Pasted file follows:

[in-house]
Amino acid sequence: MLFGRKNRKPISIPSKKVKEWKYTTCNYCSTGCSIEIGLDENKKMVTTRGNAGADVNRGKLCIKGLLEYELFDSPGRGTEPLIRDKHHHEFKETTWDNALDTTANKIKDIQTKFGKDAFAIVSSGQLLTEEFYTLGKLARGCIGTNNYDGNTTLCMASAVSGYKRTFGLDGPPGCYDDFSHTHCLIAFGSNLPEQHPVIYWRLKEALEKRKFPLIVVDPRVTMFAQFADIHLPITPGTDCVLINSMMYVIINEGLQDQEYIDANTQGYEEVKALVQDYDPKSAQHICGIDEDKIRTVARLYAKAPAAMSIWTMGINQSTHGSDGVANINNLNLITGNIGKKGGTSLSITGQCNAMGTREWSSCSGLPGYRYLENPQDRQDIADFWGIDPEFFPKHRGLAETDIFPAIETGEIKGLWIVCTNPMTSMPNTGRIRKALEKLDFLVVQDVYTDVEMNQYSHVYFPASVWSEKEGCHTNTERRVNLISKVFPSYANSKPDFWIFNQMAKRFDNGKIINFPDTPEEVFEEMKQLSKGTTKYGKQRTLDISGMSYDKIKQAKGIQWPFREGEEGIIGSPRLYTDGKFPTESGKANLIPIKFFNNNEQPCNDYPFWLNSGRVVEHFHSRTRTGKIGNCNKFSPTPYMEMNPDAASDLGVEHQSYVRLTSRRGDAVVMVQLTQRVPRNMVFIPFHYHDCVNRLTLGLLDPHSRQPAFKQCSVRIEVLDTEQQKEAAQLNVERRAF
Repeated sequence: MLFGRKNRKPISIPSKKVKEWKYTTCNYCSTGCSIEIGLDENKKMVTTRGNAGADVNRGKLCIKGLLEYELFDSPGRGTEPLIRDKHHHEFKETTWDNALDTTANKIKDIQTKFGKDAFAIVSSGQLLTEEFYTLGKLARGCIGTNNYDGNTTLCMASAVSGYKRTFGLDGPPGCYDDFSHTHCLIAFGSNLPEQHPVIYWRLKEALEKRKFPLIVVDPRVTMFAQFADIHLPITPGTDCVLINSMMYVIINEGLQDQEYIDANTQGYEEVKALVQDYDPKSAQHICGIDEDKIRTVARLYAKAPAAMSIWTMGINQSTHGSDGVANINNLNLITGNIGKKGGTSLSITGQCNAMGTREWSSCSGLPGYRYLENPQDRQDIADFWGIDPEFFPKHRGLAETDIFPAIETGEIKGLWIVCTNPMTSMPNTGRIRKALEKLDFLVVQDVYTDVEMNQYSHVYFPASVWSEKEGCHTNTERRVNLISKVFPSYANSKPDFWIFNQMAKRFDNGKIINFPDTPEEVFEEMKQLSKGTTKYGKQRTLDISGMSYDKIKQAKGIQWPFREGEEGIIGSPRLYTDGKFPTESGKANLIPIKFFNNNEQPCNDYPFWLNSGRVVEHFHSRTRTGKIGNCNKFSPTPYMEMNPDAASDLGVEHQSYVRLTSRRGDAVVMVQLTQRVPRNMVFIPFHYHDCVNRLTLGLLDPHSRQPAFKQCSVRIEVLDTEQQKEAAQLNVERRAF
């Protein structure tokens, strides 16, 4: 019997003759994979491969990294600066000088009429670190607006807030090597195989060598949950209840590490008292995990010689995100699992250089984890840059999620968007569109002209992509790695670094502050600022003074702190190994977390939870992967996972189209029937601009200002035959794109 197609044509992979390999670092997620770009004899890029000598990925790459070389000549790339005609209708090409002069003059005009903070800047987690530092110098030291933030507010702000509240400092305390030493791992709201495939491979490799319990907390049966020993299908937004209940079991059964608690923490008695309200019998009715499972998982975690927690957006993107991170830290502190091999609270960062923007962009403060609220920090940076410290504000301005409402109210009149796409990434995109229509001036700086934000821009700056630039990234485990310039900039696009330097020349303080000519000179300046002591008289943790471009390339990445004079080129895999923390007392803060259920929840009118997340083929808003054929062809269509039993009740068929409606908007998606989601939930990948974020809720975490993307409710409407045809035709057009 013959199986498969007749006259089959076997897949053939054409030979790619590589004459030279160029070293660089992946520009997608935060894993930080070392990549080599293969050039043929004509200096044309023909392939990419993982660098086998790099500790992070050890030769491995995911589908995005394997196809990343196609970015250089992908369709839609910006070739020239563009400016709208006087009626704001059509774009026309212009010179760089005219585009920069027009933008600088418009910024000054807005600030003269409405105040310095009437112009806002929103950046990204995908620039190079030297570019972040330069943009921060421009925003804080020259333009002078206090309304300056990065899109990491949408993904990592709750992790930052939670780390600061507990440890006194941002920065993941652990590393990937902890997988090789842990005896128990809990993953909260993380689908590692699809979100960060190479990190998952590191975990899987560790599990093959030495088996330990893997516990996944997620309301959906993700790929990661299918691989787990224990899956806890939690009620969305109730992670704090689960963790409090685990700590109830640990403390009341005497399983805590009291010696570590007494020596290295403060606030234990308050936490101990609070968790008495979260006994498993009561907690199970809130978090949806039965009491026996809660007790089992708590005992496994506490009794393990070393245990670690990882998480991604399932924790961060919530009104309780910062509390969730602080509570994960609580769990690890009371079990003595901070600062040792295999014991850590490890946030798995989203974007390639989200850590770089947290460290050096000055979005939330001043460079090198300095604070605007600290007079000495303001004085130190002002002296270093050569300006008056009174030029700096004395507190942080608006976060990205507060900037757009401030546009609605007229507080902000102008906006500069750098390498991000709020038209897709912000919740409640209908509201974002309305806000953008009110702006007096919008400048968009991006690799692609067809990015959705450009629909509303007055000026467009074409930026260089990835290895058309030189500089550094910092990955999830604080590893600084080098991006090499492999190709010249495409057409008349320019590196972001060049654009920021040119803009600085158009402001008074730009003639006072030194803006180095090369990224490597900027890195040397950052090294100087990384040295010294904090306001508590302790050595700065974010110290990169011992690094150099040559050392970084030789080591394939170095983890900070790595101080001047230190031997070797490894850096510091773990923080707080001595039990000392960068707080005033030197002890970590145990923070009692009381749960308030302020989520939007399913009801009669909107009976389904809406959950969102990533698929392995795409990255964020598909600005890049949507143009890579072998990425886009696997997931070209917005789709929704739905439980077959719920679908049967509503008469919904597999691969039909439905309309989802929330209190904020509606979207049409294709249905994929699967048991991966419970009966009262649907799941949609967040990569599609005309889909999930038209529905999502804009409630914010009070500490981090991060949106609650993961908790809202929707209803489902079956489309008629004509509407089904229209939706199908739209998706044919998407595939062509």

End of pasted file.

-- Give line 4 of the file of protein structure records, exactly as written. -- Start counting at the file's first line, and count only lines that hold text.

């Protein structure tokens, strides 16, 4: 019997003759994979491969990294600066000088009429670190607006807030090597195989060598949950209840590490008292995990010689995100699992250089984890840059999620968007569109002209992509790695670094502050600022003074702190190994977390939870992967996972189209029937601009200002035959794109 197609044509992979390999670092997620770009004899890029000598990925790459070389000549790339005609209708090409002069003059005009903070800047987690530092110098030291933030507010702000509240400092305390030493791992709201495939491979490799319990907390049966020993299908937004209940079991059964608690923490008695309200019998009715499972998982975690927690957006993107991170830290502190091999609270960062923007962009403060609220920090940076410290504000301005409402109210009149796409990434995109229509001036700086934000821009700056630039990234485990310039900039696009330097020349303080000519000179300046002591008289943790471009390339990445004079080129895999923390007392803060259920929840009118997340083929808003054929062809269509039993009740068929409606908007998606989601939930990948974020809720975490993307409710409407045809035709057009 013959199986498969007749006259089959076997897949053939054409030979790619590589004459030279160029070293660089992946520009997608935060894993930080070392990549080599293969050039043929004509200096044309023909392939990419993982660098086998790099500790992070050890030769491995995911589908995005394997196809990343196609970015250089992908369709839609910006070739020239563009400016709208006087009626704001059509774009026309212009010179760089005219585009920069027009933008600088418009910024000054807005600030003269409405105040310095009437112009806002929103950046990204995908620039190079030297570019972040330069943009921060421009925003804080020259333009002078206090309304300056990065899109990491949408993904990592709750992790930052939670780390600061507990440890006194941002920065993941652990590393990937902890997988090789842990005896128990809990993953909260993380689908590692699809979100960060190479990190998952590191975990899987560790599990093959030495088996330990893997516990996944997620309301959906993700790929990661299918691989787990224990899956806890939690009620969305109730992670704090689960963790409090685990700590109830640990403390009341005497399983805590009291010696570590007494020596290295403060606030234990308050936490101990609070968790008495979260006994498993009561907690199970809130978090949806039965009491026996809660007790089992708590005992496994506490009794393990070393245990670690990882998480991604399932924790961060919530009104309780910062509390969730602080509570994960609580769990690890009371079990003595901070600062040792295999014991850590490890946030798995989203974007390639989200850590770089947290460290050096000055979005939330001043460079090198300095604070605007600290007079000495303001004085130190002002002296270093050569300006008056009174030029700096004395507190942080608006976060990205507060900037757009401030546009609605007229507080902000102008906006500069750098390498991000709020038209897709912000919740409640209908509201974002309305806000953008009110702006007096919008400048968009991006690799692609067809990015959705450009629909509303007055000026467009074409930026260089990835290895058309030189500089550094910092990955999830604080590893600084080098991006090499492999190709010249495409057409008349320019590196972001060049654009920021040119803009600085158009402001008074730009003639006072030194803006180095090369990224490597900027890195040397950052090294100087990384040295010294904090306001508590302790050595700065974010110290990169011992690094150099040559050392970084030789080591394939170095983890900070790595101080001047230190031997070797490894850096510091773990923080707080001595039990000392960068707080005033030197002890970590145990923070009692009381749960308030302020989520939007399913009801009669909107009976389904809406959950969102990533698929392995795409990255964020598909600005890049949507143009890579072998990425886009696997997931070209917005789709929704739905439980077959719920679908049967509503008469919904597999691969039909439905309309989802929330209190904020509606979207049409294709249905994929699967048991991966419970009966009262649907799941949609967040990569599609005309889909999930038209529905999502804009409630914010009070500490981090991060949106609650993961908790809202929707209803489902079956489309008629004509509407089904229209939706199908739209998706044919998407595939062509």